Play Time: The time is not recorded in this game.
Where am I? I completed Outset Island and the Forsaken Fortress. I also did a few of the side quests in Windfall Island, but not all of them. I actually stopped right when I met that wacky Tingle character. Remember him? He became so popular that he stared in his own game. I will always remember Tingle as the most surprising character introduced in Wind Waker.
Gameplay advancements: The first major change Wind Waker brought to the table wasn’t gameplay related, but still made a tremendous impact on fans the world over. I’m talking about the vastly altered graphics. When the GameCube was originally announced at Spaceworld 2000 a much darker, more realistic demonstration was shown for what we all assumed would be the next Zelda. When Wind Waker was finally officially announced the following year, it wasn’t what anyone expected. The cel-shaded graphics were starkly different than the high res polygons we all saw only 12 months earlier. That said the game has aged far better than I remember. The animation was better than any other cel-shaded game from the time and remains a solid looking game, so long as you play in progressive scan. Naturally the game isn’t HD-compatible.
Pertaining to gameplay, Epona was gone and so was all of Hyrule, replaced with a giant ocean that spread over the entire world. Travelling now took place via a boat, and progression was extremely slow in comparison to Ocarina of Time. Unlike the previous games in the series, Link was unable to swim for long periods of time thereby forcing him to use the boat and only the boat. I found this limited how much I wanted to explore the world. At least when you could get off Epona you could look around, but because I couldn’t really swim far from the boat, I always felt limited in just how much exploration I could do. That said the world itself was massive, just not very much land in amongst all that water. The game’s only just begun though so we’ll see what happens as I get further along.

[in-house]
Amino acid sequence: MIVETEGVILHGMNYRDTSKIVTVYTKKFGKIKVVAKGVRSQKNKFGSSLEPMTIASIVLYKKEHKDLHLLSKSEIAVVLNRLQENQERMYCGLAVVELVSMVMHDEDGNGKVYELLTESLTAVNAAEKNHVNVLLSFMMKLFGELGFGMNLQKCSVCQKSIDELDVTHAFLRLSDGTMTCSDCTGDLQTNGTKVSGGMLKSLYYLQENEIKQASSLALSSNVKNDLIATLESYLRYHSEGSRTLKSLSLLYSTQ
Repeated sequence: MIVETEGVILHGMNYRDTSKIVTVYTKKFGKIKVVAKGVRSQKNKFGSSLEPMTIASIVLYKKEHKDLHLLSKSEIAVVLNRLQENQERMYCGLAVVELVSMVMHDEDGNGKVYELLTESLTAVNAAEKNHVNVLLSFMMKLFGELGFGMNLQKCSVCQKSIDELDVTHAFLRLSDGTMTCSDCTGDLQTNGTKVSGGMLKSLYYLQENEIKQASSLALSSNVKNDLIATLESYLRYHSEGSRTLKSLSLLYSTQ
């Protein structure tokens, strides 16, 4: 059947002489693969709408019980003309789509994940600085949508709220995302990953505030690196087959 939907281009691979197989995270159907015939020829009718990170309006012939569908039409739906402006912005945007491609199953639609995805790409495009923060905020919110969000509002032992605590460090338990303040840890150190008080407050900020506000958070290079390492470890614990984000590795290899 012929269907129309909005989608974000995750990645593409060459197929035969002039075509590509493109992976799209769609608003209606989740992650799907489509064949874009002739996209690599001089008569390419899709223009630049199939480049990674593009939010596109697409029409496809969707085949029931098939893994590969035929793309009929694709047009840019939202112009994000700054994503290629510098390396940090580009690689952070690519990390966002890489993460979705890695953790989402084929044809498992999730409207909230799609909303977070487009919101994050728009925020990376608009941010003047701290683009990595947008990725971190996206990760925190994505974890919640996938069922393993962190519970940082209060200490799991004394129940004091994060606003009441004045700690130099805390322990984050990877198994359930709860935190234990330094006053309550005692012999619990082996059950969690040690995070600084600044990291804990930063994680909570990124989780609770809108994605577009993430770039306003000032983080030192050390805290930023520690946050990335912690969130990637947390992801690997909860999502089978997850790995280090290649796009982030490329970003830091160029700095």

Another new feature gameplay includes the ability to crawl whenever you want. There are tons of rupees hidden underneath ledges, porches, and even in-between rotten trees. OoT allowed Link to crawl only through specific areas, but now the power of crawling was at your disposal whenever you wanted, and even if you didn’t want it, you had it.
Wind Waker also features heavy musical influences, for example every time you strike an enemy a musical note plays. Hit them enough times and a nice little jingle plays. I almost completely forgot about how musical this game was. It makes sense considering all the Ocarina play in OoT.
One of the most surprising gameplay additions was the heavy focus on stealth gameplay in certain dungeons. While it’s true there were a moment or two in OoT where you had to use stealth to avoid guards at Hyrule Castle, it was nothing like this. Here there are entire areas, like the Forsaken Fortress where stealth is required in order to complete dungeons, etc.
One of the most unique and original gameplay elements introduced in Wind Waker has to be the Tingle Tuner. This gadget works with the Game Boy Advance or the GBA SP. You connect the GBA to your GameCube or Wii in my case, and activate this gadget whenever you want. Tingle will be able to spot hidden locations and bomb secret treasure chests for you. The main objective is to locate five hidden statues Tingle’s brother, Knuckle made for him. You can use the tuner to find all sorts of other goodies though and I actually dug out my old SP and my GBA-GCN connector cable just to have a blast with this nifty gadget. It works great.
Favorite weapon thus far: I have yet to find a new weapon outside of the sword and shield.